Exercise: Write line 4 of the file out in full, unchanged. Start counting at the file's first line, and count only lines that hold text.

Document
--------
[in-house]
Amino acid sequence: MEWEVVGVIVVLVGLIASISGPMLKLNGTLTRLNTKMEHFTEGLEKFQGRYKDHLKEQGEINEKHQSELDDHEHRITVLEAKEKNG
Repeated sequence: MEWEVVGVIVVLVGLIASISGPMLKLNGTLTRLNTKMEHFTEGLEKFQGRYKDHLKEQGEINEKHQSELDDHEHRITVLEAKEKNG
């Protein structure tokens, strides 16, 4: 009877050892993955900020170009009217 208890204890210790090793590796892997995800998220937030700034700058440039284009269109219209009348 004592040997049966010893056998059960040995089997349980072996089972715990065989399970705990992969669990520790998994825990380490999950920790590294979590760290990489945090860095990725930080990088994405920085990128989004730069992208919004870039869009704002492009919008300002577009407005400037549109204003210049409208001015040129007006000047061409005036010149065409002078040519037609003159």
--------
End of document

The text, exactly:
């Protein structure tokens, strides 16, 4: 009877050892993955900020170009009217 208890204890210790090793590796892997995800998220937030700034700058440039284009269109219209009348 004592040997049966010893056998059960040995089997349980072996089972715990065989399970705990992969669990520790998994825990380490999950920790590294979590760290990489945090860095990725930080990088994405920085990128989004730069992208919004870039869009704002492009919008300002577009407005400037549109204003210049409208001015040129007006000047061409005036010149065409002078040519037609003159």